body image · fitness · tbt

The damn photo contest again (Sam and Tracy vent) #tbt

Yesterday the voting for the best women’s Precision Nutrition “transformation” started. I know this because during our fitness challenge I did the program (in 2014) and though there was lots to like, I absolutely despised (and wasn’t a part of) the photo contest. Sam isn’t a big fan of that either. Last year we ranted about it. Here’s our rant. I only want to add, “It is 2019–surely we can find better ways to evaluate progress than a photo contest of women in swimsuits.” (Tracy)

FIT IS A FEMINIST ISSUE

Something more recent blog readers may not know is that before we turned 50, Sam and I each took at turn at the Precision Nutrition Lean Eating Program. We both came away with mixed feelings. Some of the info was helpful and the focus on “healthy habits” matched a lot of what we already thought. But we both absolutely despise the photo contest. And since we are former clients, we each get an email encouraging us to vote on the best “transformation” every six months (every six months they have a new group commit to a year of coaching). That happened this week. And we started venting to each other all over again. Now we are going to vent about it to whoever wants to read on…

Sam

What I hate most about the Precision Nutrition photo competition is the dishonesty.

In the very early 1980s my very best friend…

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One thought on “The damn photo contest again (Sam and Tracy vent) #tbt

  1. Did you see Bernardi’s defense of the photo contest? https://www.precisionnutrition.com/before-and-after-photos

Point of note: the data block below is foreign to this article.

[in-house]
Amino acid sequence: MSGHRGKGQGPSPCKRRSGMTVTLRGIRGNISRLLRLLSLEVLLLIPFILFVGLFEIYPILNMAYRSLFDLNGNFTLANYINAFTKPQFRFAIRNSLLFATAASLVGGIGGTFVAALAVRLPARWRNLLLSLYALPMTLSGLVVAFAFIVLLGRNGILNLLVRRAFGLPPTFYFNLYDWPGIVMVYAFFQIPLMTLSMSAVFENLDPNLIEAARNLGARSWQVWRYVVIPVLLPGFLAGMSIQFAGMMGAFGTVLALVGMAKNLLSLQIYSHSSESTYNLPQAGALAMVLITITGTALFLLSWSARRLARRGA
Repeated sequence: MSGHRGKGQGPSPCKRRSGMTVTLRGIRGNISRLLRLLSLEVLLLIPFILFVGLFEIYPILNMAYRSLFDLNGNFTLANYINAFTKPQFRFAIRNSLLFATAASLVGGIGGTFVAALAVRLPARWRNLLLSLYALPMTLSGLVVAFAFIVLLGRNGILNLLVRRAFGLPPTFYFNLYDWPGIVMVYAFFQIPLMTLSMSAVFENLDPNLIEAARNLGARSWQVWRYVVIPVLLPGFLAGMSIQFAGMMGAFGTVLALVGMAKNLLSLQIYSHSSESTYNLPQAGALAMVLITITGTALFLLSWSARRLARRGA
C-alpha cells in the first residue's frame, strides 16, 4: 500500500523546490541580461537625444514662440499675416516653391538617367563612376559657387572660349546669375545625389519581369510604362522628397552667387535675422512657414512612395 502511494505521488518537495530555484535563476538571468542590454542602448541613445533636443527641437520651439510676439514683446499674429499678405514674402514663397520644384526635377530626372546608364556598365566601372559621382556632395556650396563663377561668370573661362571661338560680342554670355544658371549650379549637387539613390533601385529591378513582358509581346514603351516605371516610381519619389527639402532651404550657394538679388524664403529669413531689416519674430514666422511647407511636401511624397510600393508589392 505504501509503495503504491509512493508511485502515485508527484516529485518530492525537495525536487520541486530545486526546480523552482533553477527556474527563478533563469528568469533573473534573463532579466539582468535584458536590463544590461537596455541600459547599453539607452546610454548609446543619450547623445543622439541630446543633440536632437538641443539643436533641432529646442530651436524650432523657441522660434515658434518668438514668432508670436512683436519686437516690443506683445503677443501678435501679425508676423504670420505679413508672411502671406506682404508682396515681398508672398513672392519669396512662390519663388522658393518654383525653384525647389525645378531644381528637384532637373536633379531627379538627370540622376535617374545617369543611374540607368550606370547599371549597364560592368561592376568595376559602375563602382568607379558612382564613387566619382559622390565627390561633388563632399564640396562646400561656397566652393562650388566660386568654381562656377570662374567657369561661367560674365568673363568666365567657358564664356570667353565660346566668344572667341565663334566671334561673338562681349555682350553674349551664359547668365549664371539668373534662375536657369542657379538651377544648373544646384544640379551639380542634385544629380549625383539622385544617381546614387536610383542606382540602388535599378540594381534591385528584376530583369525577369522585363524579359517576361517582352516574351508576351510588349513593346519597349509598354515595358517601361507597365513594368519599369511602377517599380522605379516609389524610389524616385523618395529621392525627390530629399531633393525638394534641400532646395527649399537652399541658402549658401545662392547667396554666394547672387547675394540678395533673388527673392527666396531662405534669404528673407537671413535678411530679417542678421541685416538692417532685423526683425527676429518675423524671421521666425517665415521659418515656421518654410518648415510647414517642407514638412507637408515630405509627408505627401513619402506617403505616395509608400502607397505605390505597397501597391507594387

The TLDR is that he recognizes that before/after shots are limited in what they show, are often faked, and seem to make health markers secondary to aesthetics. THEN he goes about justifying them as potentially motivating and inspiring, showing progress over time that might not be obvious to someone without them. He provides tips on how to use them correctly, including recognizing they’re not for everyone. . . .

    What struck me about your critiques of them is how it didn’t seem individualized to your needs, so you basically had a wasted month of “coaching,” while everyone else presumably “prepared” for the photo shoot. I don’t know how I’d react to being part of that kind of competition, but I know I’d be ticked if I was paying for coaching and didn’t get that individualized attention. His own advice is to recognize that they might not be for everyone, and there are lots of ways to show progress–seems like his program doesn’t meet his own standards.

    Liked by 1 person

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